By Kelsey Sheehy | NerdWallet
The four-day workweek is the latest buzzy workplace trend, with experiments and surveys touting improved employee morale, retention and productivity.
In one study of 41 businesses across the U.S. and Canada — the majority with 25 or fewer employees — 40% of employees surveyed said they were less stressed after trying out a shorter workweek. In addition, 60% of employees reported a better work-life balance and 32% said they were less likely to quit, according to a July 2023 report by 4 Day Week Global, a nonprofit that promotes shorter workweeks.
ThredUp has seen this play out in-house over the past two years. The online clothing reseller shifted to a four-day week for corporate employees in 2021. Voluntary turnover among that group dropped 55% compared with 2019, and hiring got a boost. Most new hires cited the company’s shorter week as a deciding factor in employment, Natalie Breece, chief people and diversity officer at ThredUp, said by email.
Can a shorter workweek do the same for your business? The short answer: It depends.
“You can’t implement something like this if the underlying culture doesn’t support and nurture trust in your employees,” says Janet Lenaghan, dean of the Frank G. Zarb School of Business at Hofstra University.
For a four-day workweek to work, you need a culture that empowers employees and values results rather than face time, she says.
Planning, training and execution are also key for a successful transition to a shorter workweek.
Adjust priorities, offer training
Asking employees to squeeze five work days into four doesn’t come without adjustments.
Business leaders must assess workload, objectives and success metrics. They also need to invest in tools to streamline or automate tasks, such as accounting reports or other administrative responsibilities, so employees can better prioritize their time. Lenaghan advises leaders to “focus on tasks that drive bottom-line results.”
Nevertheless, from the top down, everyone in the organization will need to learn how to operate more efficiently.
Large-scale pilots by 4 Day Week Global, which have taken place globally, include two months of workshops, coaching and mentoring. Companies that participate in trial runs also get ongoing support.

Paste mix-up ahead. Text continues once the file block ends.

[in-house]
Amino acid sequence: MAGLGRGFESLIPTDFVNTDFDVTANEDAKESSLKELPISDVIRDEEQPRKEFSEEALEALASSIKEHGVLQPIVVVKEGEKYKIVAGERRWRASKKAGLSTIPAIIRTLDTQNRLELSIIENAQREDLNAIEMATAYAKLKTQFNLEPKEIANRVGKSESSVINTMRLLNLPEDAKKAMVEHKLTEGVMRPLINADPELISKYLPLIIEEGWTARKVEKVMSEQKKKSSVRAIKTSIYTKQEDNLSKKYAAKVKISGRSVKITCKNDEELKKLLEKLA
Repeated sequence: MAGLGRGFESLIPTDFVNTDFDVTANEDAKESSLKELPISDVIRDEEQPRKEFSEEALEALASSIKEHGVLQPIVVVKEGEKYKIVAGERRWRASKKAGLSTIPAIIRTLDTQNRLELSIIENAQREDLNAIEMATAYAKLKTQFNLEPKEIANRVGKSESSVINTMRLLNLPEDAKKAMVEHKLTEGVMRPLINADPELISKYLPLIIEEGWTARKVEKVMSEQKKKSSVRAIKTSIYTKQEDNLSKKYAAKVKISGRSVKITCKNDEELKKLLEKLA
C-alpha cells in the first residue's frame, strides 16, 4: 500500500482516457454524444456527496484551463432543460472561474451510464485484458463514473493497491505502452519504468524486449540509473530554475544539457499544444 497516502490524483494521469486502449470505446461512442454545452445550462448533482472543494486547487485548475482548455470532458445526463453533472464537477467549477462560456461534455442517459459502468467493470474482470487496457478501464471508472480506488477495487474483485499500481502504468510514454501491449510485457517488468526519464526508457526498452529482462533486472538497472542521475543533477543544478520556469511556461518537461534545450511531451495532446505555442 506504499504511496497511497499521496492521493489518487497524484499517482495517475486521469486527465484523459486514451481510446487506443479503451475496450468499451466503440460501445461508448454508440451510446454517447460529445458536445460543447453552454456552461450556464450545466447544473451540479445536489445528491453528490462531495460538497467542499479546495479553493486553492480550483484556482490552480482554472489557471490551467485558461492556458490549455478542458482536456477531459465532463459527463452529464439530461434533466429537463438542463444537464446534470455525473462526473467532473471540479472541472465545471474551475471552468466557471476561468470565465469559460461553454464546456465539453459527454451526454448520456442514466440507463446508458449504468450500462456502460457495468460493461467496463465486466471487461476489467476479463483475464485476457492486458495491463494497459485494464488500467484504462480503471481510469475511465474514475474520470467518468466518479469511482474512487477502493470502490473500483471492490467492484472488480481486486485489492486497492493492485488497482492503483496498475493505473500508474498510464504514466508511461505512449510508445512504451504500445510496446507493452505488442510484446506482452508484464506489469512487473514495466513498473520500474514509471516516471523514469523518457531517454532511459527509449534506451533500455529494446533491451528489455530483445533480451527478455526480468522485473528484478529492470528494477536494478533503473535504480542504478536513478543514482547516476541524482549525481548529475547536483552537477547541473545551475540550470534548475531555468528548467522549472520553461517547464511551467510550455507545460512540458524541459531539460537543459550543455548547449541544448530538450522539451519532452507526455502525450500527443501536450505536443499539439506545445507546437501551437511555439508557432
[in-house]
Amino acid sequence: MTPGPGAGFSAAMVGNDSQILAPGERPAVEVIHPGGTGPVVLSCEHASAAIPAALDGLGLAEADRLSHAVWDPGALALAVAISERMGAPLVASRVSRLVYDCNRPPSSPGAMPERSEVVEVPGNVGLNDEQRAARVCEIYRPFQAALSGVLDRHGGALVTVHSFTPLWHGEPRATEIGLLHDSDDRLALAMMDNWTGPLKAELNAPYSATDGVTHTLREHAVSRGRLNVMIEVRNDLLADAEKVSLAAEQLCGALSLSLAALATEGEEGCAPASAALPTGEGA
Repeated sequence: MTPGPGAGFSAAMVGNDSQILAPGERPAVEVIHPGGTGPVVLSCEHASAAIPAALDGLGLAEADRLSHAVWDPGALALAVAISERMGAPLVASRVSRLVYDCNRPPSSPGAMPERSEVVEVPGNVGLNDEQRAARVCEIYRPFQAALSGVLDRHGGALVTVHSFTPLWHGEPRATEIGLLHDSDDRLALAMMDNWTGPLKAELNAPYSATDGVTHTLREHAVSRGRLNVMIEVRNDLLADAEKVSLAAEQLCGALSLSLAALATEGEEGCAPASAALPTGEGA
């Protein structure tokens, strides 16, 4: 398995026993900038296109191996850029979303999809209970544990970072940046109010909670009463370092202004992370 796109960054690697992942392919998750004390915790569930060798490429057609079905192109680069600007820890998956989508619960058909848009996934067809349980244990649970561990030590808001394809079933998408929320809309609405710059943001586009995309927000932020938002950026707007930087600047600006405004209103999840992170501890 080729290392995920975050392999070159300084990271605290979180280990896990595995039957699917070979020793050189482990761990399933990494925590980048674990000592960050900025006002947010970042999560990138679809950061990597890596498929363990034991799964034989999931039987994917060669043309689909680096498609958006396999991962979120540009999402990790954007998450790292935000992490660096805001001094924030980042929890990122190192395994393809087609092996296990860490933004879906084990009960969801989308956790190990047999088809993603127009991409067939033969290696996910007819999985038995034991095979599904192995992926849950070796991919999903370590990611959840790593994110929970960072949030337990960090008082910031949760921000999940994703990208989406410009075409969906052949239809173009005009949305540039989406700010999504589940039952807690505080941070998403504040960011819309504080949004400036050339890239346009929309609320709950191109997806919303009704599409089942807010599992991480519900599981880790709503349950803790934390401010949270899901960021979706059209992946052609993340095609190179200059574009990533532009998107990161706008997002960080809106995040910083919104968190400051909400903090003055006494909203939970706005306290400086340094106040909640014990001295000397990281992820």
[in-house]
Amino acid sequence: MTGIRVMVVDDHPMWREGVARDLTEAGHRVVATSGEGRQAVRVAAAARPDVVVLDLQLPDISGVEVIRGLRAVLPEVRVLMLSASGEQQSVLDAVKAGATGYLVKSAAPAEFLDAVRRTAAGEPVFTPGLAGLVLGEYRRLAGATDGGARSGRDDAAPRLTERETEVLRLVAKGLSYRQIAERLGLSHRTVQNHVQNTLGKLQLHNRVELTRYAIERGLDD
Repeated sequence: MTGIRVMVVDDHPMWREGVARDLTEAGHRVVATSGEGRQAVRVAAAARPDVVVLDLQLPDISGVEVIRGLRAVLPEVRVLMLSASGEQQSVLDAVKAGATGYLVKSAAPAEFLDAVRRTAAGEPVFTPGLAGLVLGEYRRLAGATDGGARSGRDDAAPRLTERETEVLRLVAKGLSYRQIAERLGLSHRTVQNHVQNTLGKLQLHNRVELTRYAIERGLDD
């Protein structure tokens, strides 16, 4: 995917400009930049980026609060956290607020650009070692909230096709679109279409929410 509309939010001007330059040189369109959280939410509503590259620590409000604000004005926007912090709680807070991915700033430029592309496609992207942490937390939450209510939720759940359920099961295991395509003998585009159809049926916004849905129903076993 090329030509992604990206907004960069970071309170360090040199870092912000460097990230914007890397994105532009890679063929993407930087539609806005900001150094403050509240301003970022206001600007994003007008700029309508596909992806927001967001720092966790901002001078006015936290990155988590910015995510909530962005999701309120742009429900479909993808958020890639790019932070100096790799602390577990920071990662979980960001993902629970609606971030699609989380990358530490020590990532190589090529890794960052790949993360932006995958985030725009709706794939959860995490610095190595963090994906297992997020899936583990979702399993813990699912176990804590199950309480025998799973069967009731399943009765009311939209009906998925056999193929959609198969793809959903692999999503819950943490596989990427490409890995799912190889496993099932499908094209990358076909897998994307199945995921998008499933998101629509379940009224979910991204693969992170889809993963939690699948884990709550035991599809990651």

Before ThredUp initiated its four-day workweek, it held training sessions on topics such as “how to lead an efficient meeting, when to cancel or remove yourself from meetings, and how to efficiently communicate with employees,” Breece said.
Managers and owners must also be encouraging and set a good example, which involves refraining from sending emails or expecting employees to work on days off.
Start with a test run
A pilot program is a lower-stakes way to try out a shorter workweek and work out any kinks before making it a permanent policy.
Poll Everywhere, a technology company that develops live survey and feedback tools, dipped its toe into a shorter workweek by implementing “Summer Fridays” in 2022. The eight-week trial had bumps, including company holidays that squeezed the already shorter weeks into three days.
“Some of the problems we saw with execution and missed deadlines might have had as much to do with how the logistics were set up as with the idea of working four days a week,” says Rob Graham, CEO of Poll Everywhere.
The company revived “Summer Fridays” in 2023 with some tweaks and additional training based on employee feedback and data analysis.
“We restructured the schedule so that holidays are now considered the designated day off for that particular week,” Graham says. Managers also received special training to help improve communication and efficiency despite fewer meetings.
Tailor it to your company
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Some companies can operate Monday through Thursday without impacting customers or the business. Others need some level of staffing five-to-seven days a week.
Poll Everywhere opted for a staggered schedule for specific teams, where some employees had Friday off while others chose a different day.
At ThredUp, its 273 corporate salaried employees work Monday through Thursday. In contrast, employees in the clothing reseller’s distribution centers work from three to five days a week, depending on their shift.
Expect bumps in the road
No significant business change is without its challenges. Try to anticipate these and be proactive in finding solutions when possible. And recognize that some bumps may just be the new cost of doing business.
Busy times, such as the push to finish a big project or wrapping up end-of-quarter financial reporting, will always be hectic. And it takes some effort to get back into work mode after a long weekend, Breece said.
“But these challenges aren’t unique to a four-day work week,” she said.
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Kelsey Sheehy writes for NerdWallet. Email: [email protected]. Twitter: @KelseyLSheehy.